Harmonising Mount Rules

When you ask people about the tropes of the fantasy adventure narrative, there’s a genre of those tropes that 4th edition D&D — which is the best D&D, by the way — handles badly. Well, not badly. Well, badly. Well, some of it is bad. Well, some of it is unreliable. Well, look, it’s complicated.

I refer to the idea of a character on a mount.

3rd edition mounted rules were absolutely gonzo. It was one of many sources of damage multiplication and was even the source of where a lot of people learned how 3rd edition handled multiplying damage. If your campaign didn’t actively work against it, a mount was a really strong power option. There was the standard Paladin, with their Pokemount (you could just summon it!), which was a perfectly strong out-of-the-box character if you could just keep finding excuses to charge enemies, and then the permutations of that depending on the campaign. If you couldn’t bring a horse everywhere, there were options like riding around on a lion (I don’t know why I thought that was less obtrusive than a horse), or if you really wanted to make sure you could always charge things, you might even go so far as to play a halfling or gnome (a heritage with a strength penalty), because being able to occupy ‘normal’ sized spaces on your wardog mount was worth the multiplication and boosts you could get out of charging on a mount.

Anyway, mounts, 3e, they were really strong and had heaps and heaps of support. Mounts were strong early on and very strong late, and you could be strong in the early game with almost no support. If you were Big On Mounts, and 4e came out, you were almost immediately disappointed, as a wealth of support including Supermounts and Charge optimisation was vaporised and replaced with just Mounted Combat:

Mounted Combat
Benefit: When you ride a creature, you gain access to any special mount abilities it confers to its rider. Not every creature has these abilities. The Dungeon Master’s Guide has more information on mounts and mounted combat.
While you are riding a creature, the creature can make any Athletics, Acrobatics, Endurance, or Stealth checks using your base skill check bonus rather than its own if yours is higher.

That’s it.

The DMG has a chunk of rules, as outlined, which are odd. They describe a need for all mounts to be Large size minimum, made mounting and dismounting an entire standard action, judgment call penalties to things that would bother mounts imposing penalties, and a rule that presented ‘prone’ as dreadful for mounting.

See, when you get proned, and you don’t have a mount, it’s a move action to stand up. In the action economy of minor-move-standard, move is your second ‘biggest’ action. It’s not as good as a standard, but it does a lot of stuff.

If you’re mounted, and your mount gets prone, your mount is prone; you are dismounted. To undo the prone, the mount has to spend a move action to get up, then you have to spend a standard action to get back on the mount, meaning that you conclude the turn after a proning with a minor action left. This means that instead of forcing you to stay in a location, proning a mounted combatant means you either turn off their mounted combat entirely, or proning deprives them of most of a turn.

There are enemy monsters with at-will attacks that prone on every hit at level one.

These rules were bad. You wouldn’t get much out of having a mount, mount powers needed a feat to access, you were vulnerable to a status ailment in a way that nobody else was, and you had paid a feat and gold to get here.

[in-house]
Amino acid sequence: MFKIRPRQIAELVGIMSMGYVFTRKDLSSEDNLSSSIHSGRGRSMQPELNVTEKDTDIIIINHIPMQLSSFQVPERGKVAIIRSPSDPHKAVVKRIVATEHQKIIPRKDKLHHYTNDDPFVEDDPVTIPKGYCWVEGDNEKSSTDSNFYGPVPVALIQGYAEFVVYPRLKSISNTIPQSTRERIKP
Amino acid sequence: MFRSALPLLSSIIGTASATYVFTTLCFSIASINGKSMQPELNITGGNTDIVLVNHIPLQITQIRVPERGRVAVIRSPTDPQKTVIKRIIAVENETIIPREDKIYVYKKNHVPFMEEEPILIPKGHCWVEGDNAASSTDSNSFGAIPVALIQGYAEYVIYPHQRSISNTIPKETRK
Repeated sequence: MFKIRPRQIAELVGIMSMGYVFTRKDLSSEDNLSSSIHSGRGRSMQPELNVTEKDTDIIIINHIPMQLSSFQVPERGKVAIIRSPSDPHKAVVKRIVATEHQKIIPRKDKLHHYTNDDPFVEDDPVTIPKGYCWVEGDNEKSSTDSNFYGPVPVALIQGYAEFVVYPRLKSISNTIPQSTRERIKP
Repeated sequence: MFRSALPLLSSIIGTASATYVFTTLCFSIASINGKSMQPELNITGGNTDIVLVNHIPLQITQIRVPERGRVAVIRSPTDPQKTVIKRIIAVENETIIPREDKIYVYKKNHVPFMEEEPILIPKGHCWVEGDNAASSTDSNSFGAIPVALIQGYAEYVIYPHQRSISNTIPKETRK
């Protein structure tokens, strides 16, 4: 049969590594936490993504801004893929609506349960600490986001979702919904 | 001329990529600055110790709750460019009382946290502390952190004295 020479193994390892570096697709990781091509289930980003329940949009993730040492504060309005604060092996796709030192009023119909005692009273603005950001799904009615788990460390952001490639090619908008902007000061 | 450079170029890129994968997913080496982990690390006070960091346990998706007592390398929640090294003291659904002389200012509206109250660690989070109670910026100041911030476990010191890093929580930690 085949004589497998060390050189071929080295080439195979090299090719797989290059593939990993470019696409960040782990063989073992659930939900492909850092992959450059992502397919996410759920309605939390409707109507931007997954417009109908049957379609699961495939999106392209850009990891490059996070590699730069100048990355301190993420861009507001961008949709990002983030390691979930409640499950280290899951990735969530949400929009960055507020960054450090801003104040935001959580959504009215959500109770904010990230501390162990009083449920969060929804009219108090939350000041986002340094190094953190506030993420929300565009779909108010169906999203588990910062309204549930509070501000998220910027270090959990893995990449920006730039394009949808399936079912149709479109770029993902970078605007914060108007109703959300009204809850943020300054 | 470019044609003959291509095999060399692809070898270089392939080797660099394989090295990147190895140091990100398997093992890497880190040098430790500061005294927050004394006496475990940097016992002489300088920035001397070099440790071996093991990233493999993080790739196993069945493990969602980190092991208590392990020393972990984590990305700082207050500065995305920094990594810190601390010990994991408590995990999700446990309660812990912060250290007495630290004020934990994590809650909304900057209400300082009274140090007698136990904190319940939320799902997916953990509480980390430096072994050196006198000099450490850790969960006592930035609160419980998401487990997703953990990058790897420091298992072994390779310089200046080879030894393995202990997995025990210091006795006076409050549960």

Okay, so the rules sucked in the first release of 4th edition. What makes mounted combat interesting is that what followed was multiple attempts to overhaul the system without looking like an overhaul. The two major revisions came in the Essentials and Rules Compendium write-ups, which just happened to include rules changes, but also spoke as if they were just ‘clarifications,’ that ‘superceded previous explanations.’

This didn’t get people to use mounts, though. Mounts went from being dreadful, to just being value neutral. They didn’t offer you exciting strong options until the introduction of the Mounted keyword in Mordenkainen’s Magical Emporium, a weapon keyword that is represented by one weapon, which isn’t very good, and the Dragon Magazine update to the Cavalier class from the Essentials rulebook. The Cavalier was the impetus for me to learn the mounted rules, because years after the game had stopped producing rules and moved on to 5th edition, I thought a Cavalier would be an interesting tool for overcoming some problems I was having with the Paladin.

The rules I eventually pieced together from these three revisions is a bit paperjammy. There are some overlapping errors that the last source replaces. There are some rules holes the final source doesn’t cover so the conflict in the previous two has to be considered. Overall, mount rules work, but they’re not great, and they’re also kind of counterintuitive. Like, you’re required to keep track of ‘where’ in the mount’s space you are, and small characters still have to mount up on creatures much larger than themselves for no adequately explained reason.

I really like 4th edition, but this is one of the ways it’s weak. An attempt to address a problem from a previous edition (the overpowered 3e mount) resulted in an overcorrection that left an honestly interesting part of the game a bit malnourished. There’s one class that really wants anything to do with mounts, and for everyone else it’s just… a bit of a dead feature.

It is a nice feature for the cavalier, don’t get me wrong, but it is a bit of a bummer that for most characters, a mount really isn’t worth spending money on, let alone anything else.

This article was reposted from Talen’s personal blog.
You can find the original at Press.exe

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